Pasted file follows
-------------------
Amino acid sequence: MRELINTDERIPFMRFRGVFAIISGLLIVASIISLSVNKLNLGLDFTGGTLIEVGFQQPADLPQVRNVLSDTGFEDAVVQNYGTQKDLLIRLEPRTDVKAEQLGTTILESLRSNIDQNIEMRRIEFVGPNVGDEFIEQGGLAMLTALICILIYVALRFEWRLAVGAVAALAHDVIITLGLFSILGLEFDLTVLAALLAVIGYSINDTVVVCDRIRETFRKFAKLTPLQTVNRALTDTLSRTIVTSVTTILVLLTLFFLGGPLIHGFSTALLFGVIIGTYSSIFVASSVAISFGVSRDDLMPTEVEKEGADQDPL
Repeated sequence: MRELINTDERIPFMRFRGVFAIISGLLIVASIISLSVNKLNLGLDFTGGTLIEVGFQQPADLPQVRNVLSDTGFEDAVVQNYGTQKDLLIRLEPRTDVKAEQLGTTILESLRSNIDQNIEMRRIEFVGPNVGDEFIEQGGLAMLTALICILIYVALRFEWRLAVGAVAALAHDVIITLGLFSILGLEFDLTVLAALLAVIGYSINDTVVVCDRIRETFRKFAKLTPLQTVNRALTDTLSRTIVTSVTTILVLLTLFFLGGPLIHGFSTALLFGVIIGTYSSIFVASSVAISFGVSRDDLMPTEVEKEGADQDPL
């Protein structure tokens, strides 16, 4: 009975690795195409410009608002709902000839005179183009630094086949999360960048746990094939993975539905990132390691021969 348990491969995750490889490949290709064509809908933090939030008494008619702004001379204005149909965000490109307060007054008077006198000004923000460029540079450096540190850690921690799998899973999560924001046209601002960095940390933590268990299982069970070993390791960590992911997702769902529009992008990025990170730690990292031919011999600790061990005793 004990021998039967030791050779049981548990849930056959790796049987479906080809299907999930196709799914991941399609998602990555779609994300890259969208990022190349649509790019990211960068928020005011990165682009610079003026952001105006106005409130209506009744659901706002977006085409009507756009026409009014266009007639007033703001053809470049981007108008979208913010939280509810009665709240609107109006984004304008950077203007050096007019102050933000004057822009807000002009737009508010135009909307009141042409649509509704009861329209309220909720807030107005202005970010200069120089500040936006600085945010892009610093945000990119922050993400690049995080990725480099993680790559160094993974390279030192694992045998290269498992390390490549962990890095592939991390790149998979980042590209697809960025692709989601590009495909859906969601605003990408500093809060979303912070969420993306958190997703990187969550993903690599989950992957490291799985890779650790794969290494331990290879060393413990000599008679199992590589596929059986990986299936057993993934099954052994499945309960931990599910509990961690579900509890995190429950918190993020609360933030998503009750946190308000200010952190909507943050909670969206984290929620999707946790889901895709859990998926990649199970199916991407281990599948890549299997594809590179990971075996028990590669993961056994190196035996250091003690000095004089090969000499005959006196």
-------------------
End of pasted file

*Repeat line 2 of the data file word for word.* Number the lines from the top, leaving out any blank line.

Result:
Repeated sequence: MRELINTDERIPFMRFRGVFAIISGLLIVASIISLSVNKLNLGLDFTGGTLIEVGFQQPADLPQVRNVLSDTGFEDAVVQNYGTQKDLLIRLEPRTDVKAEQLGTTILESLRSNIDQNIEMRRIEFVGPNVGDEFIEQGGLAMLTALICILIYVALRFEWRLAVGAVAALAHDVIITLGLFSILGLEFDLTVLAALLAVIGYSINDTVVVCDRIRETFRKFAKLTPLQTVNRALTDTLSRTIVTSVTTILVLLTLFFLGGPLIHGFSTALLFGVIIGTYSSIFVASSVAISFGVSRDDLMPTEVEKEGADQDPL